If a plea to the jurisdiction challenges the existence of the jurisdictional facts pleaded, we consider relevant evidence submitted by the parties where necessary to resolve the jurisdictional issues raised, as the trial court is required to do. See id. When the consideration of a trial court's subject matter jurisdiction requires the examination of evidence, the trial court exercises its discretion in deciding whether the jurisdictional determination should be made at a preliminary hearing or await a fuller development of the case, mindful that this determination must be made as soon as practicable. Id. In a case in which the jurisdictional challenge implicates the merits of the nonmovant's cause of action and the plea to the jurisdiction includes evidence, the trial court reviews the relevant evidence to determine if a fact issue exists. Id. If the evidence creates a fact question regarding the jurisdictional issue, then the trial court cannot grant the plea to the jurisdiction, and the fact issue should be left for trial. Id. at 227–28. However, if the relevant evidence is undisputed or fails to raise a fact question on the jurisdictional issue, the trial court should rule on the plea to the jurisdiction as a matter of law. Id. at 228. When reviewing a plea to the jurisdiction in which the pleading requirement has been met and evidence has been submitted to support the plea that implicates the merits of the case, we take as true all evidence favorable to the nonmovant. See id. We indulge every reasonable inference and resolve any doubts in the nonmovant's favor. See id.
Section 1983 Claims
Fike asserted claims pursuant to Section 1983 against LISD and its employees, Miller and Gregory, in their individual capacities. Fike alleged that Miller's conduct supports a claim brought under Section 1983 because it was “conduct by a person, under color of state law, [which] proximately caused a deprivation of [Bodine's] federally protected rights, including but not limited to violations of the Fourteenth Amendment to the United States Constitution.” Fike continued that LISD's “failure to properly train its employees in the prevention and intervention in the misconduct committed by its employees” likewise supports a claim brought under Section 1983.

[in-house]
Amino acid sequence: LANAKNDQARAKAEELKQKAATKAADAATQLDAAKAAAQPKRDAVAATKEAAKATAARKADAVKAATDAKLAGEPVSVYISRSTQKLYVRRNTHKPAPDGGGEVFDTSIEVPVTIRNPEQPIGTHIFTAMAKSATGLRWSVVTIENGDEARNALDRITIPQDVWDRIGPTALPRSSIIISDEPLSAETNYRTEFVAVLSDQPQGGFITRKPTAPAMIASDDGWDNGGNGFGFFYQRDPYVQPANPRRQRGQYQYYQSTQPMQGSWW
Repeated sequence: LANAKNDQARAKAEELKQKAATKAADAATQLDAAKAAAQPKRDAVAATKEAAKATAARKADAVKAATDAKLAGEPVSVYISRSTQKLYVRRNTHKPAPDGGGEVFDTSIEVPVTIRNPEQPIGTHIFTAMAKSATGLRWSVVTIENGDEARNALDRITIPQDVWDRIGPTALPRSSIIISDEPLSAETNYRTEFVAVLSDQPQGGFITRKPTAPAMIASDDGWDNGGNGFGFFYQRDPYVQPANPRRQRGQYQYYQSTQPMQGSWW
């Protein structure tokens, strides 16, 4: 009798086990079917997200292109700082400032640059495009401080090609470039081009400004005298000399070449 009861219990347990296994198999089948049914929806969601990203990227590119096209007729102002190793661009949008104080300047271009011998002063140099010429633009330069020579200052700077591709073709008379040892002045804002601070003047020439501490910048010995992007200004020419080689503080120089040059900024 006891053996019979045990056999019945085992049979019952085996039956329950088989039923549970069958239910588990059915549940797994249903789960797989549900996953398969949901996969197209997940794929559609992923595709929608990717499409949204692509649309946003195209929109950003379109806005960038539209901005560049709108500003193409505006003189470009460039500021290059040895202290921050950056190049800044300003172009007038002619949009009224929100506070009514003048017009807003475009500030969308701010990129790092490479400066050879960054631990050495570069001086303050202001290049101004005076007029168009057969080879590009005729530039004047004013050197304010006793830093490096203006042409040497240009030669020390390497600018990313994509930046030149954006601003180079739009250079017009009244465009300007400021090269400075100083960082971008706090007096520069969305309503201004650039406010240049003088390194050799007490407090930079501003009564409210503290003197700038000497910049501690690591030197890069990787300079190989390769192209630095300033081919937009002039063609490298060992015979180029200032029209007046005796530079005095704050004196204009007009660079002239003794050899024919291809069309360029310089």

We determined that Fike needed to provide additional briefing regarding her Section 1983 claims.3 In her supplemental brief, Fike characterized her Section 1983 claims as Bodine's having been a victim of “peer harassment” at LISD. She claimed that the peer harassment violated Bodine's rights under the Equal Protection Clause and the Due Process Clause of the Fourteenth Amendment to the United States Constitution. See U.S. Const. amend. XIV. She argued that LISD and its employees engaged in deliberate indifference to the peer harassment, and this indifference amounted to the district's policy, custom, or practice. Further, she alleged, school administrators ignored the need to train and supervise employees regarding peer harassment, which, in turn, caused injury and ongoing peer harassment.
Section 1983 provides as follows:
Every person who, under color of any statute, ordinance, regulation, custom, or usage, of any State ․, subjects, or causes to be subjected, any citizen of the United States or other person within the jurisdiction thereof to the deprivation of any rights, privileges, or immunities secured by the Constitution and laws, shall be liable to the party injured in an action at law, suit in equity, or other proper proceeding for redress[.] ․
42 U.S.C. § 1983 (2006). To state a claim upon which relief can be granted under Section 1983, a plaintiff must allege (1) a deprivation of a federal right and (2) that the person who deprived the plaintiff of that right acted under color of state law. See West v. Atkins, 487 U.S. 42, 48, 108 S.Ct. 2250, 2254–55, 101 L.Ed.2d 40 (1988). Section 1983 creates no substantive rights, but instead only provides remedies for deprivation of rights created under the United States Constitution or other federal law. Graham v. Connor, 490 U.S. 386, 393–94, 109 S.Ct. 1865, 1870, 104 L.Ed.2d. 443 (1989).
A plaintiff does not allege a proper Section 1983 claim through an allegation of respondeat superior. See Ashcroft v. Iqbal, 556 U.S. 662, 676, 129 S.Ct. 1937, 1948, 173 L.Ed.2d 868 (2009). “[E]ach Government official, his or her title notwithstanding, is only liable for his or her own misconduct.” Id. at 677, 129 S.Ct. at 1949. For a plaintiff to plead a proper Section 1983 claim against a government official, the plaintiff must assert either (1) the official's personal involvement in the constitutional deprivation or (2) a sufficient causal connection between the official's wrongful conduct and the constitutional violation. Mesa v. Prejean, 543 F.3d 264, 274 (5th Cir.2008). A plaintiff alleging a government official's mere knowledge or acquiescence is insufficient. Iqbal, 556 U.S. at 677, 129 S.Ct. at 1949. Section 1983 claims against governmental officials require “claims of specific conduct and actions giving rise to a constitutional violation” rather than merely conclusory allegations. Baker v. Putnal, 75 F.3d 190, 195 (5th Cir.1996).